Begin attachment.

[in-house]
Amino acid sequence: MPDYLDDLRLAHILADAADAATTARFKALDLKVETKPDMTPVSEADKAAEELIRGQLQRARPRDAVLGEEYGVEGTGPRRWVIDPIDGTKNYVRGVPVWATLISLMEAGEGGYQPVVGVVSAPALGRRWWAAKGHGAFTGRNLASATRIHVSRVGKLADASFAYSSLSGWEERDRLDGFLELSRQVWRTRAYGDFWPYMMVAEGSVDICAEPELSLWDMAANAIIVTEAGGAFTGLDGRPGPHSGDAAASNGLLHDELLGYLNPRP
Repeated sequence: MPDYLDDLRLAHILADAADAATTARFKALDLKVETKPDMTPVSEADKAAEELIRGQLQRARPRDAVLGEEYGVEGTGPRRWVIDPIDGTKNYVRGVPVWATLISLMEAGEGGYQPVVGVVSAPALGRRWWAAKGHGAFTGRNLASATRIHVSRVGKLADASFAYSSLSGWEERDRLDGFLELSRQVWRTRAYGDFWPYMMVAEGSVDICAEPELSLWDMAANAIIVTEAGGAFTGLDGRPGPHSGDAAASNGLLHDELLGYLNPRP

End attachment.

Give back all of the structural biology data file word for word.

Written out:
[in-house]
Amino acid sequence: MPDYLDDLRLAHILADAADAATTARFKALDLKVETKPDMTPVSEADKAAEELIRGQLQRARPRDAVLGEEYGVEGTGPRRWVIDPIDGTKNYVRGVPVWATLISLMEAGEGGYQPVVGVVSAPALGRRWWAAKGHGAFTGRNLASATRIHVSRVGKLADASFAYSSLSGWEERDRLDGFLELSRQVWRTRAYGDFWPYMMVAEGSVDICAEPELSLWDMAANAIIVTEAGGAFTGLDGRPGPHSGDAAASNGLLHDELLGYLNPRP
Repeated sequence: MPDYLDDLRLAHILADAADAATTARFKALDLKVETKPDMTPVSEADKAAEELIRGQLQRARPRDAVLGEEYGVEGTGPRRWVIDPIDGTKNYVRGVPVWATLISLMEAGEGGYQPVVGVVSAPALGRRWWAAKGHGAFTGRNLASATRIHVSRVGKLADASFAYSSLSGWEERDRLDGFLELSRQVWRTRAYGDFWPYMMVAEGSVDICAEPELSLWDMAANAIIVTEAGGAFTGLDGRPGPHSGDAAASNGLLHDELLGYLNPRP